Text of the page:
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Michael Monheit
Michael Monheit
Attorney • (215) 840-6573

How is bacterial meningitis diagnosed?

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As we head into winter, holiday travels, and flu season, it’s a good time to think about a serious, but little-talked about health risk: Bacterial Meningitis. This is a serious disease that causes inflammation of the membranes surrounding the brain and spinal cord.

In general, the symptoms of bacterial meningitis are very similar to symptoms of the flu, and include the sudden onset of a fever, headache, and a stiff neck. Additional symptoms to be alert to are nausea, vomiting, sensitivity to light, and an altered mental status. Of course, these symptoms vary from person-to-person and may be hard to observe depending on the age of the person.

  • Symptoms in an Infant and Young Children: Infants are at higher risk of severe infection. Given the difficulty of observing the typical signs of meningitis in infants, parents should be alert to an infant that may seem slow or inactive, irritable, vomiting, or feeding poorly.
  • Symptoms in College Students: College students, particularly those living in dormitories where there is increased chance of exposure to bacteria, are at a slightly elevated risk for bacterial meningitis. In addition to the general symptoms, young adults may experience irritability, confusion, and increased drowsiness that can advance to coma and even death. In severe cases, paralysis and seizures are indicative of bacterial meningitis.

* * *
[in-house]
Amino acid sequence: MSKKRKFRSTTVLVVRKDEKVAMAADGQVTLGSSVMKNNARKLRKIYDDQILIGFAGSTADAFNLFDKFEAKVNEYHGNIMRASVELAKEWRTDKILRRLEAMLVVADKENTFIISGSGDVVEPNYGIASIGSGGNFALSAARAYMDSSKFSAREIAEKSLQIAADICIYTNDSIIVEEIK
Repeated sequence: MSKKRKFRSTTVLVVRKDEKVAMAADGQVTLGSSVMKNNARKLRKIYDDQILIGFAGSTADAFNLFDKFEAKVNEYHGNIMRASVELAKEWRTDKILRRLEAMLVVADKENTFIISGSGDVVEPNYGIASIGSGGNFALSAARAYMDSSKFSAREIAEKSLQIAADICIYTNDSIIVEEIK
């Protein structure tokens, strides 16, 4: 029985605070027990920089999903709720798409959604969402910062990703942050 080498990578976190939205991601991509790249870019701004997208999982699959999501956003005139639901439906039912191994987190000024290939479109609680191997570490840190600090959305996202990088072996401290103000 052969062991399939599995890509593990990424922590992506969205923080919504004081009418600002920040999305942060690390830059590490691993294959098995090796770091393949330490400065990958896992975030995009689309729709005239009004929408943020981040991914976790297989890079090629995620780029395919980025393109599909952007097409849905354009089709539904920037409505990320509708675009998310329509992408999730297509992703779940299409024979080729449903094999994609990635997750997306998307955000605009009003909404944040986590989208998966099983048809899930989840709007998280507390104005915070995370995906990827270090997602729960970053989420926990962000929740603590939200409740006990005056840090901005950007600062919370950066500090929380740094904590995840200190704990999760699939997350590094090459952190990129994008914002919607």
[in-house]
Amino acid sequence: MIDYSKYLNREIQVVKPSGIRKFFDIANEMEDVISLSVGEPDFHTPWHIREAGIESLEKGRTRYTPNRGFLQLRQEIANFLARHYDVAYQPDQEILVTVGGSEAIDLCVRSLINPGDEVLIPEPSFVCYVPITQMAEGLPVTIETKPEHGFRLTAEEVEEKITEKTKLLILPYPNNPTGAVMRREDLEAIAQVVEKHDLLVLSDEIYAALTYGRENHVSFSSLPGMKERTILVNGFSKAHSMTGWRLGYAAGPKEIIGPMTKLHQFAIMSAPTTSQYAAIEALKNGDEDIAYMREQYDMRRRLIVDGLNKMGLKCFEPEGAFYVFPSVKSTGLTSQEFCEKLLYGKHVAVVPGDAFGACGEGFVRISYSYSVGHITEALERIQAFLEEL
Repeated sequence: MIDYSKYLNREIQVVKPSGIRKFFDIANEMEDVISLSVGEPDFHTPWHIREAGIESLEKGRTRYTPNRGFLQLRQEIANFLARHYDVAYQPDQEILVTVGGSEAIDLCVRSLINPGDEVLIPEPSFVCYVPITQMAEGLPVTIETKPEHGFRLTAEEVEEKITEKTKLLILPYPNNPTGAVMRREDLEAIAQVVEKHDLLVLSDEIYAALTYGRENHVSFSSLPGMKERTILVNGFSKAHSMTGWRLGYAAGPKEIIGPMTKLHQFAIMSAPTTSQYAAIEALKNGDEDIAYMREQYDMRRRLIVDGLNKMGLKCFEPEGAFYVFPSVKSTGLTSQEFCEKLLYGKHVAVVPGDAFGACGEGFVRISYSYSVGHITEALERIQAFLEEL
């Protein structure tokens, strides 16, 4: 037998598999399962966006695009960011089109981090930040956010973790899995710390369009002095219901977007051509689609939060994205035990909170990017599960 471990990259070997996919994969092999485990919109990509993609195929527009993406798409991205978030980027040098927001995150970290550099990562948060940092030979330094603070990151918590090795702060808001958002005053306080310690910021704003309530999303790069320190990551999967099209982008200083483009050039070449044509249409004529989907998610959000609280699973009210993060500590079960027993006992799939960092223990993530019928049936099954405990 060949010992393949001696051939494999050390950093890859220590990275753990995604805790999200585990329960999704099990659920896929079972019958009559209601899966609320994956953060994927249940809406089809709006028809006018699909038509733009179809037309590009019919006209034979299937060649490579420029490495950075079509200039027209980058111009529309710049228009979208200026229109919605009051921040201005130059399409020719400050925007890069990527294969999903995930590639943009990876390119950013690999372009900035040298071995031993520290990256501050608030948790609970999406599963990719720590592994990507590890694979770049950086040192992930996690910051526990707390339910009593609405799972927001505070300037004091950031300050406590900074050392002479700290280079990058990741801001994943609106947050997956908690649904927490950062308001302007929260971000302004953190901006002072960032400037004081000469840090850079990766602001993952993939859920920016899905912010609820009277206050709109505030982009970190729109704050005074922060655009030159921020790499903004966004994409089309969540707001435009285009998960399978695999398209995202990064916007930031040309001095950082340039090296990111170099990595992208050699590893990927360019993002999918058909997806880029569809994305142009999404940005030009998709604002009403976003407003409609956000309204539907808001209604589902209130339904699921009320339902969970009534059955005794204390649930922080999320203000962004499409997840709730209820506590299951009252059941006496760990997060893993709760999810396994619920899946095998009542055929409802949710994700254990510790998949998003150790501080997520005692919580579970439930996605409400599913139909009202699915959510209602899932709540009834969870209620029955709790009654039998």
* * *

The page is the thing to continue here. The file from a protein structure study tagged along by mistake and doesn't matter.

• Symptoms in Adults: Similar to college students, adults with bacterial meningitis might experience confusion, stupor, seizures, a fever, and a stiff neck—where lowering the chin to the chest causes pain or may be impossible.
  • Symptoms in Elderly: While meningitis more frequently effects infants and young children, anyone with a compromised immune systems has an elevated risk of contracting the disease. Elderly people share the same symptoms as the rest of the adult population, although they may be harder to discern: confusion, stupor, seizures, fever, and a stiff neck.

Individuals who experience these symptoms should seek the treatment of a physician immediately, as bacterial meningitis is a disease that can advance rapidly. The doctor may use reflex tests, blood tests, CT scans, or a spinal tap to reach a diagnosis. Following diagnosis, the treatment for bacterial meningitis is through the use of antibiotics. Depending on the symptoms present, a physician may also provide treatment for brain swelling, shock, convulsions or dehydration. Those receiving prompt and proper treatment can generally expect a good recovery. Bacterial meningitis can, however, lead to brain damage, life-long seizures, and neurological problems such as paralysis and hearing loss.

Unfortunately, the risks of severe long-term effects are sometimes linked to physician error. Because the early symptoms of bacterial meningitis mirror symptoms of less serious issues such as the flu, migraines, or muscle fatigue, physicians may overlook the proper diagnosis. Clear communication of symptoms, followed by blood tests and spinal taps can mitigate this risk.